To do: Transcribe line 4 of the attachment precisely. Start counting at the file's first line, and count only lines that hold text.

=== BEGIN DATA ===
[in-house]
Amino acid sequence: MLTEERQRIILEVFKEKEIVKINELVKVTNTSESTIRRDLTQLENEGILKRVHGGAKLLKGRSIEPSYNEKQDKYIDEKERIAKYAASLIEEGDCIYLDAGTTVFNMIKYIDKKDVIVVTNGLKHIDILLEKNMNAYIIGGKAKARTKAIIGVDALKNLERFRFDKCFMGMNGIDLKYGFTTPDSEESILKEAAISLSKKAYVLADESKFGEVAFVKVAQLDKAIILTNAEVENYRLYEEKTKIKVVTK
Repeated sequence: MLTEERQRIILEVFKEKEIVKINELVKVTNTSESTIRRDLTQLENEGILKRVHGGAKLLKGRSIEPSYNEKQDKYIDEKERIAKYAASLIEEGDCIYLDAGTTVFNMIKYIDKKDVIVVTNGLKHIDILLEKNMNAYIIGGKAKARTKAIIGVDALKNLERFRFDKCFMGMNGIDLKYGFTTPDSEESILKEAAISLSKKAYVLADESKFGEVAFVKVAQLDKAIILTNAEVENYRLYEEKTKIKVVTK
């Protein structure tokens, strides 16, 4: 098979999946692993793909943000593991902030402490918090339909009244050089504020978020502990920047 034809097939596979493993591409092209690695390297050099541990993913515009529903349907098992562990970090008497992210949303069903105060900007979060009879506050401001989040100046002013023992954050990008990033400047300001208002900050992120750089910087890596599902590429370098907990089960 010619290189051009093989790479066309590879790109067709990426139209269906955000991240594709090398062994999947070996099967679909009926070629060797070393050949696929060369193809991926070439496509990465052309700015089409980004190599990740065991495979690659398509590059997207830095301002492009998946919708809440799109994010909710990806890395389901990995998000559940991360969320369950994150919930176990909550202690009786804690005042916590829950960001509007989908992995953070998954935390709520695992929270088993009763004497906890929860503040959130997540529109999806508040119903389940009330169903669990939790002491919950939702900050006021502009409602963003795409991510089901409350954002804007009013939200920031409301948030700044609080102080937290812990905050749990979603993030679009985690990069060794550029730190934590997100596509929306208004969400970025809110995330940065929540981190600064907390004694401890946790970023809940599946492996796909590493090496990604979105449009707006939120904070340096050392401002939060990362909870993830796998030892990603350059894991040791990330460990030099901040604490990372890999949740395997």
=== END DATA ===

């Protein structure tokens, strides 16, 4: 098979999946692993793909943000593991902030402490918090339909009244050089504020978020502990920047 034809097939596979493993591409092209690695390297050099541990993913515009529903349907098992562990970090008497992210949303069903105060900007979060009879506050401001989040100046002013023992954050990008990033400047300001208002900050992120750089910087890596599902590429370098907990089960 010619290189051009093989790479066309590879790109067709990426139209269906955000991240594709090398062994999947070996099967679909009926070629060797070393050949696929060369193809991926070439496509990465052309700015089409980004190599990740065991495979690659398509590059997207830095301002492009998946919708809440799109994010909710990806890395389901990995998000559940991360969320369950994150919930176990909550202690009786804690005042916590829950960001509007989908992995953070998954935390709520695992929270088993009763004497906890929860503040959130997540529109999806508040119903389940009330169903669990939790002491919950939702900050006021502009409602963003795409991510089901409350954002804007009013939200920031409301948030700044609080102080937290812990905050749990979603993030679009985690990069060794550029730190934590997100596509929306208004969400970025809110995330940065929540981190600064907390004694401890946790970023809940599946492996796909590493090496990604979105449009707006939120904070340096050392401002939060990362909870993830796998030892990603350059894991040791990330460990030099901040604490990372890999949740395997």